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Kelly HowardNov 27, 2022CommentShare

Updated Jan 21, 2023 ...

Green Meanie! Evolution Of A Two-Stroke Beast

Riders must be of a certain age to have fond memories of two-stroke motorcycles, let alone that of the infamous "Green Meanie" variety. Two-strokes (or "two-smokes" as they're affectionately called) burn oil with gasoline, producing prodigious amounts of smoke from their tailpipe. They have a particular exhaust tone, often characterized by "ring-ding" sounds and a recognizable scream when revved.

“In 1973, the AMA agreed to FIM rules for a new Formula 750 World Championship series. Soon after, Kawasaki's Green Meanie KR750 arrived.”

It's easy to tell them apart from four-strokes by sound alone. Old time motorcycle racers firmly believed two-stroke exhaust tones were the sound of proper racing machines. Many would back that statement today.

The two-stroke platform is simple compared to four-stroke. Unlike four-strokes, two-strokes have no valve train and are therefore lighter. Sensitive to exhaust design, piping to eject exhaust gasses evolved into bulbous "counter-cones", known today as expansion chambers.

Two-Stroke Motor
Four-Stroke Motor

Accurate carburetor tuning is highly valued with two-strokes as they're prone to seizing if jetted too lean. This can cause spectacular crashes should the rear wheel lock up. Wise riders keep two fingers on the clutch lever, hoping to quickly squeeze and prevent catastrophe.

Another characteristic of the two-stroke motor is power delivery. Its power band builds slowly, then abruptly spikes with a large, narrow "step" in output. Difficult to ride, the power spike can cause large, unexpected wheelies or a high-side crash, which were frequent and sometimes career ending.

The Early Widowmakers

Before the Green Meanie handle was born, Kawasaki produced two notorious three cylinder, two-stroke models. The 500cc H1 Mach III arrived in 1968 followed by the 750cc H2 Mach IV in 1971. Both had period design suspension, frames and brakes ... none of which were effective in controlling the power output from their motors.

“Motorcycle lore has it that very few original owners of the Mach III survived.”
- Clement Salvadori

Considered unachievable by motorcycle experts of the era, the H1 was able to travel the quarter mile from a standing start in 13.5 seconds. Their frames would flex under braking, acceleration and cornering loads, which earned them the nickname "flexi-flyer". But by God, they were crazy fast and people loved 'em!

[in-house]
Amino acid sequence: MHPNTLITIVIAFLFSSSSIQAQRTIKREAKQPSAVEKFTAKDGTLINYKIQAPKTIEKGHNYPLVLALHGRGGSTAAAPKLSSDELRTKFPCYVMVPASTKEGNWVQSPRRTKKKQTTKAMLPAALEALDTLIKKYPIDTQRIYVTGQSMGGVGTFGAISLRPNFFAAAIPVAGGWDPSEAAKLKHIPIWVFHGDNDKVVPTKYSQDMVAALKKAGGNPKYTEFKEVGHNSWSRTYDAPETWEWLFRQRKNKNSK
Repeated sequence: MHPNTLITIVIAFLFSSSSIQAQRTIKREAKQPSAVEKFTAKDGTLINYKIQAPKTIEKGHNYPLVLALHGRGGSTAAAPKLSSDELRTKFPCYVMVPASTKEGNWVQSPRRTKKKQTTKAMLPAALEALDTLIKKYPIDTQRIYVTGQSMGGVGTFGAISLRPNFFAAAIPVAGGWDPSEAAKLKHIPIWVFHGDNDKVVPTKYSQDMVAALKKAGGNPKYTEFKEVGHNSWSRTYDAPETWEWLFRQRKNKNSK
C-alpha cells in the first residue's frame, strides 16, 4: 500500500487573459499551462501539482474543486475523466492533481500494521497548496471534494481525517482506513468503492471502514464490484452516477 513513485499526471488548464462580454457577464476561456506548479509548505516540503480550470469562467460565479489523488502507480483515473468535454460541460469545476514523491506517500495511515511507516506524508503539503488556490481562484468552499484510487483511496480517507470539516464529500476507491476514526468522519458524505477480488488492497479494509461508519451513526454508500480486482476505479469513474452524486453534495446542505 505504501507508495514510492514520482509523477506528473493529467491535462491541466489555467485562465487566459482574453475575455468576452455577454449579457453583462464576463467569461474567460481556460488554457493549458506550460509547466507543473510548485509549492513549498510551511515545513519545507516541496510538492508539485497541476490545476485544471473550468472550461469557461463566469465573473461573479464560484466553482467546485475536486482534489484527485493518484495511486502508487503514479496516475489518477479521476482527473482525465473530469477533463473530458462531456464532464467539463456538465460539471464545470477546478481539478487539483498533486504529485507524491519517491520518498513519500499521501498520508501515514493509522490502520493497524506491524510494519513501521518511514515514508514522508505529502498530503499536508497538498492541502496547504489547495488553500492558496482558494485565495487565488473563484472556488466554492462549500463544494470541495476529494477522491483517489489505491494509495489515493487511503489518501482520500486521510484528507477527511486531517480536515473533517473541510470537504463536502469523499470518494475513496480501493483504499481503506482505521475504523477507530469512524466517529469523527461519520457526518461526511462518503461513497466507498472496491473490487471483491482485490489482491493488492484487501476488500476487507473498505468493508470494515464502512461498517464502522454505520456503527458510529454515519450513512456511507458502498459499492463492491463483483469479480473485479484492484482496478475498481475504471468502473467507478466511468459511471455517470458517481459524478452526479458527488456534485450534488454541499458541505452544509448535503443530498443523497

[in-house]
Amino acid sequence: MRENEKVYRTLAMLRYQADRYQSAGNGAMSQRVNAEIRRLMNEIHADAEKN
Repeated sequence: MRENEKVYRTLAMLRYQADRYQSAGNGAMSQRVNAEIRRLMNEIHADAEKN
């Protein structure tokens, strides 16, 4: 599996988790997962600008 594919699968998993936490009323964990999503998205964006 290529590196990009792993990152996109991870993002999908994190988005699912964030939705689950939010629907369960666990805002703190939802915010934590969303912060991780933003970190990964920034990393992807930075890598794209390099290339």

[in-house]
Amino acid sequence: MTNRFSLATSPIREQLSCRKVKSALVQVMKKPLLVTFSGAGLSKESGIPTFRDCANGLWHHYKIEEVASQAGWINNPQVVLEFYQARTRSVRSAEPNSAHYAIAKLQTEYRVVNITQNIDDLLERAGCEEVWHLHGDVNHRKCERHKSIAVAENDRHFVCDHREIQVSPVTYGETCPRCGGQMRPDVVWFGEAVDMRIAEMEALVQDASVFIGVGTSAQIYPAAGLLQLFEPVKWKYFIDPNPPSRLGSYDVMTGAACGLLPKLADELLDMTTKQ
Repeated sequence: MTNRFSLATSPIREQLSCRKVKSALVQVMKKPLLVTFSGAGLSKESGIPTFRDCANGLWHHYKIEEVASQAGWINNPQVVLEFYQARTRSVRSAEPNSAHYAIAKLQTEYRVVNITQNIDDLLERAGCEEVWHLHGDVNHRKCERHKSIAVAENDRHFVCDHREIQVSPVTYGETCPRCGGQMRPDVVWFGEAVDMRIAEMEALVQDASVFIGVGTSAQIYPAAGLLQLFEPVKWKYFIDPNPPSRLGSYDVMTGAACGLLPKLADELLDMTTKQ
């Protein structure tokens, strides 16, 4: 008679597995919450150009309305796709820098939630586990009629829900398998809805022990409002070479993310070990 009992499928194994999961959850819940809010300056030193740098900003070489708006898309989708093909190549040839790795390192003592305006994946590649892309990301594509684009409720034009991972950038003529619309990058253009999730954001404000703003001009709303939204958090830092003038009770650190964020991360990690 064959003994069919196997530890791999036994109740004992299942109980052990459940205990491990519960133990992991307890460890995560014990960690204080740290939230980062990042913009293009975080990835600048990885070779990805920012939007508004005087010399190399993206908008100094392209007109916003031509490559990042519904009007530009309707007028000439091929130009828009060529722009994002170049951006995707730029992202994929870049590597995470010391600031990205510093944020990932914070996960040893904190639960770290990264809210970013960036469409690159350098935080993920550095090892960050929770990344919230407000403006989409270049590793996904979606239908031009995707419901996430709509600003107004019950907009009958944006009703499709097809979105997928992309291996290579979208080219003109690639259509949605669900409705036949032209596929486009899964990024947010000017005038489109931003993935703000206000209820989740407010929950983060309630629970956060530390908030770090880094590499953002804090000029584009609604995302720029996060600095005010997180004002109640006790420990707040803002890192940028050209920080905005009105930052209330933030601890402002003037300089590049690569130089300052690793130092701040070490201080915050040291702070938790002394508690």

1974 Kawasaki H1 500
1974 Kawasaki H2 750

Jump to 2014 and the H2 moniker's insane performance picks back up with Kawasaki's research/development team releasing a super-charged, inline four-cylinder, four-stroke motor.

It was initially released in the H2 and H2R sportbike models, the H2R being a track only monster equipped with 330 horsepower. Kawasaki later introduced two more supercharged models with that same motor: the H2 SX, a sport touring model and the Z H2, a "super-naked". One tester referred to the latter as a "deranged, lunatic of a motorcycle".

But I digress. In 1974, homologation rules were changed which reduced the cost to develop and race new design motorcycles. As a result, Kawasaki decided to build a new two-stroke race machine for the Gran Prix and American racing contests.

Kawasaki's K2R, A Mean Precursor

The K2R air-cooled motor had not been without development problems. In 1973, the American Motorcyclist Association (AMA), as a member of the F茅d茅ration International Motocycliste (FIM), agreed to follow FIM rules for a new Formula 750 World Championship series. Prior Kawasaki racing motors used special cast, race only cylinders but new FIM rules required stock cylinders, crankcases and heads.

The problem was the outside cylinders on the stock production Kawasaki motors were designed with the exhaust ports angled outward, which would not work with the narrow frame of the race machines. Kawasaki's solution was to swap the outside cylinders so the exhaust ports angled inward but many of the cooling fins on the sides of the cylinders had to be removed. With limited engine cooling, seizures became a problem, making tuning a critical issue.

During the evolution of the K2R, improvements in aerodynamics and fuel stop adaptations brought notable success, securing their use in future racing endeavors.

Yvon Duhamel, Gary Nixon and Paul Smart at Daytona

Randy Hall, who combined team management and development engineering roles to lead Kawasaki's racing program from 1973 until the end of the F750 era in 1976, became interested in the aerodynamics of their race machines.

During the late 1960's, Jerry Branch, a friend of his, evaluated a streamlining kit in Cal Tech's wind tunnel, adding almost 10mph to Harley Davidson's V-twins around Daytona's banked oval.